From the Right



Israel's Decency and Hamas' Cruelty Mean Nothing to 'The Left'

Dennis Prager on

The moral confusion of our time is therefore not new. Almost 3,000 years ago, the Prophet Isaiah lamented, "Woe to those who call evil good and good evil, who put darkness for light and light for darkness, who put bitter for sweet and sweet for bitter."

But at the start of the20th century, a new form of moral confusion was introduced. While there were always those who called good evil and evil good, shortly after Einstein discovered relativity in the natural order, Western civilization applied relativity to the moral order. As the late historian Paul Johnson wrote in "Modern Times": "At the beginning of the 1920s the belief began to circulate, for the first time at a popular level, that there were no longer any absolutes: of time and space, of good and evil, of knowledge, above all of value" (italics added).

Until then, though often poorly applied or simply ignored, there was the belief in the West that moral truths exist. Then, as Johnson writes, "Mistakenly but perhaps inevitably, relativity became confused with relativism."

Everything became relative -- you have your values, I have mine; what I think (or more accurately, what I feel) is good is good, and what I think/feel is bad is bad. This is even true with regard to truth: As the increasingly popular saying goes, I have "my truth" and you have "your truth."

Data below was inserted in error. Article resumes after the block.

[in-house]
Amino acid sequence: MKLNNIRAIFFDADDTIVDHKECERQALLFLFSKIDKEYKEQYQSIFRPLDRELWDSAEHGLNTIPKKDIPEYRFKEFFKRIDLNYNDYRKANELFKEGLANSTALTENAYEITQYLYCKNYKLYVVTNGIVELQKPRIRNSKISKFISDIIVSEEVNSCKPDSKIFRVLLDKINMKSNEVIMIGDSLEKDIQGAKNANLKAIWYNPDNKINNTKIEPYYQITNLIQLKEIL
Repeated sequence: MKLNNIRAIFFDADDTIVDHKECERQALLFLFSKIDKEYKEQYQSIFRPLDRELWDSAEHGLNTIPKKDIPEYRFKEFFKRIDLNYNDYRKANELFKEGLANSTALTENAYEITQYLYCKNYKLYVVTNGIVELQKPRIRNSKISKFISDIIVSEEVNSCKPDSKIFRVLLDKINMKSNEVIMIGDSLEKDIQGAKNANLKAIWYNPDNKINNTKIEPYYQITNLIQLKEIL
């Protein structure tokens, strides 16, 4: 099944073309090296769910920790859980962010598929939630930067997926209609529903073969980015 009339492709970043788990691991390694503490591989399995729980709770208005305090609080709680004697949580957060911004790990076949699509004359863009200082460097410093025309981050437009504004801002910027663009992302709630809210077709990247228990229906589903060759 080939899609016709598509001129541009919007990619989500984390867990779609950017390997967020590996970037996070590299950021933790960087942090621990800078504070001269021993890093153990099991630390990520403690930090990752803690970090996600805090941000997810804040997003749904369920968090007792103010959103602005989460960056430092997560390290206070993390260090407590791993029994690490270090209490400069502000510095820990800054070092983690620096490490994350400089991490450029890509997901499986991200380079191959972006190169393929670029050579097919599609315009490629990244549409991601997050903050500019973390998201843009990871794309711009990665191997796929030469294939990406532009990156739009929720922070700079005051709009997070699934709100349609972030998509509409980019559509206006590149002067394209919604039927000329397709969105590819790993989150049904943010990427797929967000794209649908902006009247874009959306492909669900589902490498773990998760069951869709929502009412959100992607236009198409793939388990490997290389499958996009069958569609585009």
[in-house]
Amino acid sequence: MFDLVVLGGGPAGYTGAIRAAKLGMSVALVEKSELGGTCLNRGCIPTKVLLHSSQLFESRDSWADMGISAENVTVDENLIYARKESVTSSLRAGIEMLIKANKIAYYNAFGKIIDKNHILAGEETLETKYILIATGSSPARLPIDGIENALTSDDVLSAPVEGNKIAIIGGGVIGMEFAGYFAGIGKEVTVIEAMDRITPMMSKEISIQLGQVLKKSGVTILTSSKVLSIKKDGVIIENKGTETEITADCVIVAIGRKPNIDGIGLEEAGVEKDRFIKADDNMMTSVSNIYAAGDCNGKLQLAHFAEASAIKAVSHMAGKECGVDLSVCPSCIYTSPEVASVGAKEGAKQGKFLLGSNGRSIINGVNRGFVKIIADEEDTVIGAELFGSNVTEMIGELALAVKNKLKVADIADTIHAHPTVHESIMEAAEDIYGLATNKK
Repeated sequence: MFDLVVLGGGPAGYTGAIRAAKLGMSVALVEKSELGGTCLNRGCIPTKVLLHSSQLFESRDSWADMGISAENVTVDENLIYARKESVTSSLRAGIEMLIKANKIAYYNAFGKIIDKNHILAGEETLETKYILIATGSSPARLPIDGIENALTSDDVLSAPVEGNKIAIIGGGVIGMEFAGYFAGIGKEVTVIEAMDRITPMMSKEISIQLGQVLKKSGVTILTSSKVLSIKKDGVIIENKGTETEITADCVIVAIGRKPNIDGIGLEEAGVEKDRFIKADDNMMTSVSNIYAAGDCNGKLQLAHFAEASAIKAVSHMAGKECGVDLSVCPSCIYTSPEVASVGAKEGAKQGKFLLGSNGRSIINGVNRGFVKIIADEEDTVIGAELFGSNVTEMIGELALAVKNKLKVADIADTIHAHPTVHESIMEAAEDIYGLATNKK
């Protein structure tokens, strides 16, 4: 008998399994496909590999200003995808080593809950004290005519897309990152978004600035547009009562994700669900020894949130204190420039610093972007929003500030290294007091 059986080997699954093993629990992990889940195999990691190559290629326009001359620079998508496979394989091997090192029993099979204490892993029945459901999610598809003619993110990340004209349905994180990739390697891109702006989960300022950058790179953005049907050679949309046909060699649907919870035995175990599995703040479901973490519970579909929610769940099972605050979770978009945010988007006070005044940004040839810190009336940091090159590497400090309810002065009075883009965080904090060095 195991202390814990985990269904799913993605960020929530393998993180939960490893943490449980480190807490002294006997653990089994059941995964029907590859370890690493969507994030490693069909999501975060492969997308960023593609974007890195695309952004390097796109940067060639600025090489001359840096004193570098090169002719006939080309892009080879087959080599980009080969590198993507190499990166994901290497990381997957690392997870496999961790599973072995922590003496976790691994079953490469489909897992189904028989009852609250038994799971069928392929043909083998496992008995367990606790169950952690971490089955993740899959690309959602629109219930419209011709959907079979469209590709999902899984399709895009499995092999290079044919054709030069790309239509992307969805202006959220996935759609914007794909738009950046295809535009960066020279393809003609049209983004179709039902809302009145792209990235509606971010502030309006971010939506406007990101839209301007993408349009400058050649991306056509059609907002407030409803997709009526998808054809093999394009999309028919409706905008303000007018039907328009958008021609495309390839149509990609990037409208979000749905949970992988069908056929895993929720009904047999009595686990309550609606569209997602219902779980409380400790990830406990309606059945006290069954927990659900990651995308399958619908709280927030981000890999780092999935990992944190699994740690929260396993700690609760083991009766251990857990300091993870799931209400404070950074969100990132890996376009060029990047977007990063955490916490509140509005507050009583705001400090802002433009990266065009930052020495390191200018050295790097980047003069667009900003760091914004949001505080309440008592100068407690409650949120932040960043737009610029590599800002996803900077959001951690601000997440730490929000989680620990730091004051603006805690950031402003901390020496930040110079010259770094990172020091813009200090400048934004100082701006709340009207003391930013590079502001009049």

Instead of good and evil, we now have a set of other "moral" categories: rich and poor, white and black, colonizers and colonized, strong and weak, oppressors and oppressed. Those in the latter groups -- the poor, people of color, the colonized, the weak and the oppressed (real or alleged) -- are, by definition, good, while those in the former categories are, by definition, bad. To cite one widely held example, blacks cannot be racist. I was taught that nonsense in graduate school in the 1970s, and it has become a truism among the well-educated.

This explains the widespread sympathy for the Palestinians and antipathy toward Israel.


In a morality-based world, Israel would be universally supported. But we don't live in such a world; we live in the world of substitute-categories, and Israel falls into every one of the "bad" categories. Israel is perceived as rich, strong, white, a colonizer and an oppressor.

This is morally backward.

Israel is a modern liberal democracy. It has a robust free press, vibrant opposition and an independent judiciary. Two million Israelis -- a fifth of the country's population -- are Arabs, who, in the words of the Council on Foreign Relations, "have the same legal rights as Jewish Israelis have." They have their own political parties, with 10 seats in Israel's parliament. Arabic, as any tourist to Israel sees, is, alongside Hebrew, Israel's official language. There have even been Arab supreme court justices.

In fact, Arabs in Israel are, even now, considerably more pro-Israel than the New York Times, most Democrats and, of course, the United Nations. Reuters, which leans left, reported in November that "The Gaza war has dramatically increased the sense of solidarity with Israel among its 21% Arab minority." And The Economist reported in mid-January, "Even as war rages in Gaza, Israel's Arabs are feeling more Israeli ... Two-thirds of Israeli Palestinians say they identified with their state, up from half before the war."


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